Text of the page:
South32 in talks with Eskom to buy 900MW in nuclear power for Hillside aluminium

Graham Kerr, CEO, South32

SOUTH32 is in discussions with Eskom regarding buying nuclear power for Hillside Aluminium which the Perth-headquartered group said could become uncompetitive if the talks failed.

“We have a view that ultimately Europe will not take aluminium that is not green which potentially makes Hillside uncompetitive,” said Graham Kerr, CEO of South32. It was critical the firm, Eskom, and other stakeholders came to an agreement, he said.

South32’s proposal is to buy about half of total power produced by the 1,800MW Koeberg nuclear facilities in the Western Cape. Kerr said the premise was to commercialise South Africa’s nuclear which was currently “wrapped up” in total supply to the national grid along with coal-fired and renewable sources of electricity.

Kerr said South32 was willing to pay a premium for nuclear energy supply because it was beginning to see European customers were paying $10 per ton premium for ‘green aluminium’. While a slim premium currently, it would widen to as much as $40/t in the medium-term and much more in the long-term.

Owing to the energy intensivity of aluminium production, the metal has a significant carbon footprint.

Kerr said there are economic benefits for South Africa including the local supply of aluminium rods in order to build “connecting infrastructure”. This would be for the reticulation of new renewable power that Eskom was hoping to install and would replace imports from China. It would also provide South32’s customer, the semi-fabricator Hulamin with competitive aluminium, he said.

“The way I think about it is that the nuclear isn’t particularly allocated to someone,” said Kerr. “We are certainly looking for a premium to access nuclear power because it is accepted as an energy source for green aluminium.

“Keep it mind it’s not Hillside that benefits from this but downstream such as Hulamin and the majority of their production goes into Europe so it’s quite a connected value chain. We are willing to pay premium to access that allocation of power.

“That is short term solution. In the medium- to long-term we believe AndrĂ© de Ruyter [outgoing CEO of Eskom] and his team had a pretty good plan at how they would decarbonise South Africa towards renewables,” he said.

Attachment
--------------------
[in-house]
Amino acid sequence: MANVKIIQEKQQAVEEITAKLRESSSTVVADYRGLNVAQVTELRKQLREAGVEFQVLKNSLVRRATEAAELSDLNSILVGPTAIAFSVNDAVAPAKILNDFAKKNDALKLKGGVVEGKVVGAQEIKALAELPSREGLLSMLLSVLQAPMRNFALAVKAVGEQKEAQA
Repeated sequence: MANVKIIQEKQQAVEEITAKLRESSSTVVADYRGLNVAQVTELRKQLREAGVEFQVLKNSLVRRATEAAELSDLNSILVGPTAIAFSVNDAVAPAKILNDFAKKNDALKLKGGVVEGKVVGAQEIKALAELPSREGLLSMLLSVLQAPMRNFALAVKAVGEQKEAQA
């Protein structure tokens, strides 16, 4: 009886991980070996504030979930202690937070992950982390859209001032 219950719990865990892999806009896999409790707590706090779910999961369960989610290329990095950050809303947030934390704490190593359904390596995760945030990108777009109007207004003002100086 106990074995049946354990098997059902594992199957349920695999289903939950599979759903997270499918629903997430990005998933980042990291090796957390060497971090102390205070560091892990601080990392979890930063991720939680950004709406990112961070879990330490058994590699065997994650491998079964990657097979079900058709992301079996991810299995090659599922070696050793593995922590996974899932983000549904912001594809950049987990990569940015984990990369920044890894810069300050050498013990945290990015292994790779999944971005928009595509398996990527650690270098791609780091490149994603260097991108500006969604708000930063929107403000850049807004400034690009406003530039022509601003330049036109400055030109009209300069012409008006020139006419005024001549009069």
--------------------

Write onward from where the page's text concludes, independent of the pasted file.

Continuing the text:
One potential complication is how nuclear power supply dovetails, if at all with South32’s current power contract with Eskom. Agreed in 2021, the power agreement is tariff based with escalations linked to inflation (producer price index).

It replaced a highly unpopular, long-standing power supply deal in which the cost of electricity supplied to Hillside was linked the LME price movements for aluminium.

Earnings slide

Earlier today, South32 announced $560m in underlying interim earnings representing a 44% year-on-year decline.

South32 said $299m in lower interim earnings was related to weaker commodity prices, although it noted that China’s reopening following stringent Covid lockdown regulations “have underpinned a commodity price rebound” so far in the second half.

Earnings were also influenced by non-recurring adjustments including an impairment on the firm’s Chile-based Sierra Gorda copper asset in which it has a 45% stake.

It contributed towards a 12% increase in half year copper-equivalent production. A production gain of a further 6% is forecast for the second half, some of which is related to the firm’s increased stake in Mozal to 63.7% as well as the ramp up of the group’s Brazil aluminium smelter.

South32 ended the half year with net debt of $680m from net cash at the half year stage on June 30 of $538m. It paid $784m in dividends, including a special payout announced at the year-end results in August.

For the current period, South32 said it would pay a 4.9 US cents per share (fully-franked) interim dividend totalling $224m. It also announced the $50m extension of its share buy-back programme with outstanding returns of $158m by September 1.

In addition to commodity price, the group reported a significant increase in its cost base to $3.2bn (including third party costs) from $2.7bn in the previous period. The increase partly related to inflation including market-linked increases in consumables ($361m).